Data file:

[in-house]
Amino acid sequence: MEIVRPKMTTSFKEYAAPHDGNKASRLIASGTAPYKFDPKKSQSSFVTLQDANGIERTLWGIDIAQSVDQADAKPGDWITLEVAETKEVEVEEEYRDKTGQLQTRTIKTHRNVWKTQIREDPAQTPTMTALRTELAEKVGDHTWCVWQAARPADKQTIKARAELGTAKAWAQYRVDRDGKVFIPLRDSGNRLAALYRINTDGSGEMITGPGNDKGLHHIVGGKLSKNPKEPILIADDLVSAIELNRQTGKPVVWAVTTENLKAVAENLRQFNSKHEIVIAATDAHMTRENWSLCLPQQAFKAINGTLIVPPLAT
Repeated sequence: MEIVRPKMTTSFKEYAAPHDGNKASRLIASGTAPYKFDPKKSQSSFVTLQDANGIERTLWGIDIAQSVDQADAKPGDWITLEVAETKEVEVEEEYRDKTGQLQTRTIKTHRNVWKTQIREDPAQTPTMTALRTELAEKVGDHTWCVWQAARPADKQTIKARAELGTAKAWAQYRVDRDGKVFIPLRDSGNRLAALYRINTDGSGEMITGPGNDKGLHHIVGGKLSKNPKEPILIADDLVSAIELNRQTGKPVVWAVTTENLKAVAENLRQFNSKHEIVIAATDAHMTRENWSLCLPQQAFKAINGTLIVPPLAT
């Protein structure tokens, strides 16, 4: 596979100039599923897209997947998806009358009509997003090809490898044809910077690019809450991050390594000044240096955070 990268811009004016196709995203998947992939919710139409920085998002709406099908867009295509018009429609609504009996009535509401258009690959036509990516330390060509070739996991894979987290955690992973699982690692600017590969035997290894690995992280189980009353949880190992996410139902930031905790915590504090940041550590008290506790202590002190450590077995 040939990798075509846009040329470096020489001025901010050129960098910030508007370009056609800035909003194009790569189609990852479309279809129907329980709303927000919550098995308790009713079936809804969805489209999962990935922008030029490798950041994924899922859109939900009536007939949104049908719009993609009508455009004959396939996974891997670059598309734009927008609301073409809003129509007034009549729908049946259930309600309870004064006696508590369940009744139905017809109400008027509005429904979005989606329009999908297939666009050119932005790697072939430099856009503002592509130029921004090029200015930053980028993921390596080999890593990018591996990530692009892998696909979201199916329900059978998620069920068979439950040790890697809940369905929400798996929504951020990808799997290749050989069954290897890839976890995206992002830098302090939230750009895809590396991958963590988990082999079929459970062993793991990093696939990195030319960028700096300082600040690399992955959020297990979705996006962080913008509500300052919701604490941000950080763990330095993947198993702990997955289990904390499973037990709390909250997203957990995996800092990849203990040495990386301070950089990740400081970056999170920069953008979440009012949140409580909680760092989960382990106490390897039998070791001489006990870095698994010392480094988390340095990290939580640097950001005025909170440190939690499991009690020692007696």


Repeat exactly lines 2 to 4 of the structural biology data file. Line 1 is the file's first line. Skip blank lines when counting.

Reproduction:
Amino acid sequence: MEIVRPKMTTSFKEYAAPHDGNKASRLIASGTAPYKFDPKKSQSSFVTLQDANGIERTLWGIDIAQSVDQADAKPGDWITLEVAETKEVEVEEEYRDKTGQLQTRTIKTHRNVWKTQIREDPAQTPTMTALRTELAEKVGDHTWCVWQAARPADKQTIKARAELGTAKAWAQYRVDRDGKVFIPLRDSGNRLAALYRINTDGSGEMITGPGNDKGLHHIVGGKLSKNPKEPILIADDLVSAIELNRQTGKPVVWAVTTENLKAVAENLRQFNSKHEIVIAATDAHMTRENWSLCLPQQAFKAINGTLIVPPLAT
Repeated sequence: MEIVRPKMTTSFKEYAAPHDGNKASRLIASGTAPYKFDPKKSQSSFVTLQDANGIERTLWGIDIAQSVDQADAKPGDWITLEVAETKEVEVEEEYRDKTGQLQTRTIKTHRNVWKTQIREDPAQTPTMTALRTELAEKVGDHTWCVWQAARPADKQTIKARAELGTAKAWAQYRVDRDGKVFIPLRDSGNRLAALYRINTDGSGEMITGPGNDKGLHHIVGGKLSKNPKEPILIADDLVSAIELNRQTGKPVVWAVTTENLKAVAENLRQFNSKHEIVIAATDAHMTRENWSLCLPQQAFKAINGTLIVPPLAT
């Protein structure tokens, strides 16, 4: 596979100039599923897209997947998806009358009509997003090809490898044809910077690019809450991050390594000044240096955070 990268811009004016196709995203998947992939919710139409920085998002709406099908867009295509018009429609609504009996009535509401258009690959036509990516330390060509070739996991894979987290955690992973699982690692600017590969035997290894690995992280189980009353949880190992996410139902930031905790915590504090940041550590008290506790202590002190450590077995 040939990798075509846009040329470096020489001025901010050129960098910030508007370009056609800035909003194009790569189609990852479309279809129907329980709303927000919550098995308790009713079936809804969805489209999962990935922008030029490798950041994924899922859109939900009536007939949104049908719009993609009508455009004959396939996974891997670059598309734009927008609301073409809003129509007034009549729908049946259930309600309870004064006696508590369940009744139905017809109400008027509005429904979005989606329009999908297939666009050119932005790697072939430099856009503002592509130029921004090029200015930053980028993921390596080999890593990018591996990530692009892998696909979201199916329900059978998620069920068979439950040790890697809940369905929400798996929504951020990808799997290749050989069954290897890839976890995206992002830098302090939230750009895809590396991958963590988990082999079929459970062993793991990093696939990195030319960028700096300082600040690399992955959020297990979705996006962080913008509500300052919701604490941000950080763990330095993947198993702990997955289990904390499973037990709390909250997203957990995996800092990849203990040495990386301070950089990740400081970056999170920069953008979440009012949140409580909680760092989960382990106490390897039998070791001489006990870095698994010392480094988390340095990290939580640097950001005025909170440190939690499991009690020692007696």